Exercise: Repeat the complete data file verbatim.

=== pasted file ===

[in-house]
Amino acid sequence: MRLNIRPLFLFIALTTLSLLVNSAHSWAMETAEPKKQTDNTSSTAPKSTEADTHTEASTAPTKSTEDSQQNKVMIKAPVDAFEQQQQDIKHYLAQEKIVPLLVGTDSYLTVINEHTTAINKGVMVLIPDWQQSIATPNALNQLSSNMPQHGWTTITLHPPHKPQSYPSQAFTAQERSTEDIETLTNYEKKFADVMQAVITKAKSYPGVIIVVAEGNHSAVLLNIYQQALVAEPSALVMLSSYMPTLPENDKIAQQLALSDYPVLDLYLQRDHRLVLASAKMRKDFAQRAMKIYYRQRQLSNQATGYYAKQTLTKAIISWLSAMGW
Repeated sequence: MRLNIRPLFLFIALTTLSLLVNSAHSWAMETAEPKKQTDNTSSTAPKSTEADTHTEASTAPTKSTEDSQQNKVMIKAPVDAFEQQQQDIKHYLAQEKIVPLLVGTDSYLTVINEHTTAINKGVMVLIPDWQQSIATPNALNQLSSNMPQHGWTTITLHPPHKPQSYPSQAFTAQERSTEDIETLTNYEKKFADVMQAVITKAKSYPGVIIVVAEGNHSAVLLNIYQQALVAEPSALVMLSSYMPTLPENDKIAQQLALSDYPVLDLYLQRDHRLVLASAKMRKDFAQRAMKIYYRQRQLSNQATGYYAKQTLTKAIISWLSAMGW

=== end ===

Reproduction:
[in-house]
Amino acid sequence: MRLNIRPLFLFIALTTLSLLVNSAHSWAMETAEPKKQTDNTSSTAPKSTEADTHTEASTAPTKSTEDSQQNKVMIKAPVDAFEQQQQDIKHYLAQEKIVPLLVGTDSYLTVINEHTTAINKGVMVLIPDWQQSIATPNALNQLSSNMPQHGWTTITLHPPHKPQSYPSQAFTAQERSTEDIETLTNYEKKFADVMQAVITKAKSYPGVIIVVAEGNHSAVLLNIYQQALVAEPSALVMLSSYMPTLPENDKIAQQLALSDYPVLDLYLQRDHRLVLASAKMRKDFAQRAMKIYYRQRQLSNQATGYYAKQTLTKAIISWLSAMGW
Repeated sequence: MRLNIRPLFLFIALTTLSLLVNSAHSWAMETAEPKKQTDNTSSTAPKSTEADTHTEASTAPTKSTEDSQQNKVMIKAPVDAFEQQQQDIKHYLAQEKIVPLLVGTDSYLTVINEHTTAINKGVMVLIPDWQQSIATPNALNQLSSNMPQHGWTTITLHPPHKPQSYPSQAFTAQERSTEDIETLTNYEKKFADVMQAVITKAKSYPGVIIVVAEGNHSAVLLNIYQQALVAEPSALVMLSSYMPTLPENDKIAQQLALSDYPVLDLYLQRDHRLVLASAKMRKDFAQRAMKIYYRQRQLSNQATGYYAKQTLTKAIISWLSAMGW